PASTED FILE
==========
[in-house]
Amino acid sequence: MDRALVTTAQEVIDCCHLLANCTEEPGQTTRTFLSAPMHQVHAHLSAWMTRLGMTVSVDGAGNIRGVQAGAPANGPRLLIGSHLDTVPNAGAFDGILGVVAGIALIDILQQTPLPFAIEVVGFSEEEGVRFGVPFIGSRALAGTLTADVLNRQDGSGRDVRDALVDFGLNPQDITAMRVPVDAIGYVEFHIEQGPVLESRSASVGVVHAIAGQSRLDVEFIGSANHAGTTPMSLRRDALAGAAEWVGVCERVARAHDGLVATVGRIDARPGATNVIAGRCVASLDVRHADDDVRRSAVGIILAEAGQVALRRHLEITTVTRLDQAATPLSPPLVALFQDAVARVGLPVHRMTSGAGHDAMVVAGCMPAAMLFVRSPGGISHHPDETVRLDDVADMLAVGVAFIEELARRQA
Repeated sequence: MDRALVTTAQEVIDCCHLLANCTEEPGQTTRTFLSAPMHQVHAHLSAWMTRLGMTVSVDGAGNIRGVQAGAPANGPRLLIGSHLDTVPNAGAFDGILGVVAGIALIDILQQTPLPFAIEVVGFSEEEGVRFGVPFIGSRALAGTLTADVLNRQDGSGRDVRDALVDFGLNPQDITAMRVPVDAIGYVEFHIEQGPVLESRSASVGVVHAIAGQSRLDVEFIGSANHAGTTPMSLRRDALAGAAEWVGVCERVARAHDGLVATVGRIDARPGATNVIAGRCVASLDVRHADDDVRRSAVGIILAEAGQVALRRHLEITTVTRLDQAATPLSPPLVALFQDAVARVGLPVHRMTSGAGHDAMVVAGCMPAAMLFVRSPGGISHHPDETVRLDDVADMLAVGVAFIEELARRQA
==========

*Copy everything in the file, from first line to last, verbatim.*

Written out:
[in-house]
Amino acid sequence: MDRALVTTAQEVIDCCHLLANCTEEPGQTTRTFLSAPMHQVHAHLSAWMTRLGMTVSVDGAGNIRGVQAGAPANGPRLLIGSHLDTVPNAGAFDGILGVVAGIALIDILQQTPLPFAIEVVGFSEEEGVRFGVPFIGSRALAGTLTADVLNRQDGSGRDVRDALVDFGLNPQDITAMRVPVDAIGYVEFHIEQGPVLESRSASVGVVHAIAGQSRLDVEFIGSANHAGTTPMSLRRDALAGAAEWVGVCERVARAHDGLVATVGRIDARPGATNVIAGRCVASLDVRHADDDVRRSAVGIILAEAGQVALRRHLEITTVTRLDQAATPLSPPLVALFQDAVARVGLPVHRMTSGAGHDAMVVAGCMPAAMLFVRSPGGISHHPDETVRLDDVADMLAVGVAFIEELARRQA
Repeated sequence: MDRALVTTAQEVIDCCHLLANCTEEPGQTTRTFLSAPMHQVHAHLSAWMTRLGMTVSVDGAGNIRGVQAGAPANGPRLLIGSHLDTVPNAGAFDGILGVVAGIALIDILQQTPLPFAIEVVGFSEEEGVRFGVPFIGSRALAGTLTADVLNRQDGSGRDVRDALVDFGLNPQDITAMRVPVDAIGYVEFHIEQGPVLESRSASVGVVHAIAGQSRLDVEFIGSANHAGTTPMSLRRDALAGAAEWVGVCERVARAHDGLVATVGRIDARPGATNVIAGRCVASLDVRHADDDVRRSAVGIILAEAGQVALRRHLEITTVTRLDQAATPLSPPLVALFQDAVARVGLPVHRMTSGAGHDAMVVAGCMPAAMLFVRSPGGISHHPDETVRLDDVADMLAVGVAFIEELARRQA